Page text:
Lately, the Korean peninsula has been in the news a lot. With threats of war from North Korean and joint military exercises between South Korea and the Americans, I’ve been asked a few times recently if it’s safe to visit South Korea. And, with the insane amount of news coverage the area has been receiving, you’d be forgiven for thinking for the peninsula is on the brink of war.
But is it safe to visit South Korea? In short, the answer is yes, South Korea is a very safe place to visit. I wouldn’t even hesitate to take a tour into North Korea.
However, let me delve into it a bit more and explain a little of the region’s history. I’ll even give you a few things to watch for so you know whether or not the situation on the Korean peninsula has changed in regards to traveler’s safety.
A (Very) Brief History of the Korean Peninsula
The Korean peninsula, which today comprises North and South Korea, has changed hands many times throughout history. From the Chinese to the Mongols, Korea has had very few years of self-determination. Most recently, Korea suffered a forced annexation by Japan in the early 20th century. After World War II, Korea was split into two different countries, the communist north and the democratic south.
Everything was all sunshine and lollipops for a few years until Kim Il-sung, father of Kim Jong-il and grandfather of Kim Jong-Un, decided to invade South Korea. Within days, his communist troops conquered nearly the whole of the peninsula prompting the United Nations to intervene. Over the next three years, the border continued to fluctuate, until finally settling in 1953 with very little change.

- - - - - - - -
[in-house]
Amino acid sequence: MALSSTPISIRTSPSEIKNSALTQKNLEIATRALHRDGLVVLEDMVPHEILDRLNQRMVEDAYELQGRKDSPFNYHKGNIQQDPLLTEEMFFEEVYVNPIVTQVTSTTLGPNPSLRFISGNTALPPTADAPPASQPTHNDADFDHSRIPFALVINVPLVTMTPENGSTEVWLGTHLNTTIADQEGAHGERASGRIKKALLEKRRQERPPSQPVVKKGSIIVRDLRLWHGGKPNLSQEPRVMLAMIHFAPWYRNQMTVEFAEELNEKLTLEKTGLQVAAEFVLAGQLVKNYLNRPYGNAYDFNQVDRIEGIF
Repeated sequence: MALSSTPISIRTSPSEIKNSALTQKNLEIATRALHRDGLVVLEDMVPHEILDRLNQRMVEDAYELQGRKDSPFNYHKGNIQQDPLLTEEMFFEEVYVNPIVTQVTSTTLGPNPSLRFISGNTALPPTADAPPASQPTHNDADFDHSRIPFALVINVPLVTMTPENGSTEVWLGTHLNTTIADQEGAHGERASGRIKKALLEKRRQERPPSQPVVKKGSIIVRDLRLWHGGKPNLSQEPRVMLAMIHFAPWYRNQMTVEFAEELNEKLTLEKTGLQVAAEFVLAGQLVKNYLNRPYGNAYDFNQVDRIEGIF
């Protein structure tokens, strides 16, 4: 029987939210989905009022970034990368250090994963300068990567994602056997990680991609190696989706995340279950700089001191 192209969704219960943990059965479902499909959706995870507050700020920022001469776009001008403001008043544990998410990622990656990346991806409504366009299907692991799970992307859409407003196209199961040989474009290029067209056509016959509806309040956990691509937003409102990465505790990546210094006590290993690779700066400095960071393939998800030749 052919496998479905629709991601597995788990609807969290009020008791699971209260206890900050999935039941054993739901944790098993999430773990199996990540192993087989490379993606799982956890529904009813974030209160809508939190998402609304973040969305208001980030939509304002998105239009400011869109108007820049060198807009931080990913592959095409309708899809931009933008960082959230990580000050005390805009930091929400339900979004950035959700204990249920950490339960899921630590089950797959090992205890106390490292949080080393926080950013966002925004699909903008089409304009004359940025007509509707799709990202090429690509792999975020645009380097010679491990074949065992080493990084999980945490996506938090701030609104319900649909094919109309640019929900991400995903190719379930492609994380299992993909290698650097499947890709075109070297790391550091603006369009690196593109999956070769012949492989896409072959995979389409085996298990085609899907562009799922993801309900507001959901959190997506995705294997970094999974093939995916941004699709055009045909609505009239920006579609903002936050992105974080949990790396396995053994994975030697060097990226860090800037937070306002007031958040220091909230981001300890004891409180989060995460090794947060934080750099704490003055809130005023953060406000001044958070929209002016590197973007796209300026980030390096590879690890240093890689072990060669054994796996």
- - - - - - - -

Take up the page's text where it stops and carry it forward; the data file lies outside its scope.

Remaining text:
Ultimately, though, no peace treaty was signed, and instead a simple cease-fire ended the active fighting. The agreement dictated that each country retreat one kilometer from their present position, creating the Demilitarized Zone, or DMZ, that you can still tour today.
Over the last 60 years, the peninsula has been relatively free of hostilities. However, things have flared up at times, with shots being fired across the DMZ on more than one occasion resulting in the deaths of several Americans and North Koreans. There have also been many incidents of North Korean soldiers being killed trying to run covert operations in the South, several naval incidents between navies, and even the bombing of a South Korean island by the North in 2010.
If incidents like those in the past haven’t led to full-scare war, it’s unlikely that the current rhetoric will lead to anything.
Both South Korea and North Korea have too much to lose by engaging in war.
Why is North Korea Such a Jerk?
The truthful answer’s that North Korea’s always been a jerk. Maybe you’ve just recently starting paying attention to the region because you are planning travel to Korea or even considering moving there, but the bottom line is that North Korea is just a big bully. Sure, they might yell and stomp their feet a bit, but inside, they are just an insecure child looking for attention.